Verse > Anthologies > Samuel Kettell, ed. > Specimens of American Poetry
Samuel Kettell, ed.  Specimens of American Poetry.  1829.
The Winged Worshippers
By Charles Sprague (1791–1875)
          Two swallows, having flown into church during divine service, were apostrophized in the following stanzas.

    GAY, guiltless pair,
What seek ye from the fields of heaven?
  Ye have no need of prayer,
Ye have no sins to be forgiven.
    Why perch ye here,        5
Where mortals to their Maker bend?
  Can your pure spirits fear
The God ye never could offend?
    Ye never knew
The crimes for which we come to weep:        10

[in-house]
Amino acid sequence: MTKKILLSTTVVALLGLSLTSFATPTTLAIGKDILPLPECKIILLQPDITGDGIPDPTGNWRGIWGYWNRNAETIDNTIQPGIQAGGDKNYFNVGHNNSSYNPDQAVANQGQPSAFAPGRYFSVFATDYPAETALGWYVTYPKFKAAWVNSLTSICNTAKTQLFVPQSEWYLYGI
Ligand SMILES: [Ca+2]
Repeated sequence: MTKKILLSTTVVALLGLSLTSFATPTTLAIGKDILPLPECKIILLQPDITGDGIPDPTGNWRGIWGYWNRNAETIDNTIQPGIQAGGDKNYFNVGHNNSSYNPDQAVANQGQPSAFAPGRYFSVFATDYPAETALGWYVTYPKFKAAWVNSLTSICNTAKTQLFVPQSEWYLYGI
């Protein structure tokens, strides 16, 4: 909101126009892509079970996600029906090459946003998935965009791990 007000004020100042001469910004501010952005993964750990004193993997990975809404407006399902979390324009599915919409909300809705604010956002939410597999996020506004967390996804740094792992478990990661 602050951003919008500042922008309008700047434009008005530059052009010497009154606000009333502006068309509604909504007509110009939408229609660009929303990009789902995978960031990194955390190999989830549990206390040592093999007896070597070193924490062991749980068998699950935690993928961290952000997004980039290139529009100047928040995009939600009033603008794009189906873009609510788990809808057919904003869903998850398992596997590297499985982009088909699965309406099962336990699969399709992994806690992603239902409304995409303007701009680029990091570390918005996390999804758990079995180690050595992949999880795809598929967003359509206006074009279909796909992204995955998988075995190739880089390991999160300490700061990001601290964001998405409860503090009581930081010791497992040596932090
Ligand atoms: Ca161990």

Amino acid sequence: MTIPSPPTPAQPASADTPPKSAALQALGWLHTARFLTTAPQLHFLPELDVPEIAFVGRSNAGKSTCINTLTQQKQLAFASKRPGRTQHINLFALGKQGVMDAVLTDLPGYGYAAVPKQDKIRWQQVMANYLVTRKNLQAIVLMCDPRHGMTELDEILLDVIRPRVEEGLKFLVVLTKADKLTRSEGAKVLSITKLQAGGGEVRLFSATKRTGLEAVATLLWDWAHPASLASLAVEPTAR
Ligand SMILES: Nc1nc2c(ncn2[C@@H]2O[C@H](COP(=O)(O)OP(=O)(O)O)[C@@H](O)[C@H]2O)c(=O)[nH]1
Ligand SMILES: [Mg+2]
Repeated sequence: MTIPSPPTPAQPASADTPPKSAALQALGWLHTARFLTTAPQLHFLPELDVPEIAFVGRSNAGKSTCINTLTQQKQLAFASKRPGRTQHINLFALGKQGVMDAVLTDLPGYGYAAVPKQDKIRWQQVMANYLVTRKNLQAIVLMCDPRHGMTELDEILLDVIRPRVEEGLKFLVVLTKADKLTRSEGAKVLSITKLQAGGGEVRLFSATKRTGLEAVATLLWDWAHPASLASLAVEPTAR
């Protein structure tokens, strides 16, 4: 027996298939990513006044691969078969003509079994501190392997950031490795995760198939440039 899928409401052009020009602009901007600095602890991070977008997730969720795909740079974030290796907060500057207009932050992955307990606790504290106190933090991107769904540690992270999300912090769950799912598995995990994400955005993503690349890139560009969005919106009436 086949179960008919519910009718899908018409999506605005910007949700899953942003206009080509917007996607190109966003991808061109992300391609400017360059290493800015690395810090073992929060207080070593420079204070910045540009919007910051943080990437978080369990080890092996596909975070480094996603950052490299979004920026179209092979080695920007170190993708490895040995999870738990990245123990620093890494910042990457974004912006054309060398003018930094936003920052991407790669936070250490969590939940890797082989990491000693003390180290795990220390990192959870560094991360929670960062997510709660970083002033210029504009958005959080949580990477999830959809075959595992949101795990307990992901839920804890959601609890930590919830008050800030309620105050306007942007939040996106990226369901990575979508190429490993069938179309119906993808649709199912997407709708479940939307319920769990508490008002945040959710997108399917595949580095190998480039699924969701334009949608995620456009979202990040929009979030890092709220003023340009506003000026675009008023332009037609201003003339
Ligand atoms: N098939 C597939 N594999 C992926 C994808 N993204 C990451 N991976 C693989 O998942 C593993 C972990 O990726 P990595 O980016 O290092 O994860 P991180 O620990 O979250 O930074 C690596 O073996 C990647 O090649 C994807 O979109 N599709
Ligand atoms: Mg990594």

Penance is not for you,
Bless’d wanderers of the upper deep.
    To you ’t is given
To wake sweet nature’s untaught lays;
  Beneath the arch of heaven        15
To chirp away a life of praise.
    Then spread each wing,
Far, far above, o’er lakes and lands,
  And join the choirs that sing
In yon blue dome not rear’d with hands.        20
    Or if ye stay,
To note the consecrated hour,
  Teach me the airy way,
And let me try your envied power.
    Above the crowd,        25
On upward wings could I but fly,
  I ’d bathe in you bright cloud,
And seek the stars that gem the sky
    ’T were heaven indeed,
Through fields of trackless light to soar,        30
  On nature’s charms to feed,
And nature’s own great God adore.

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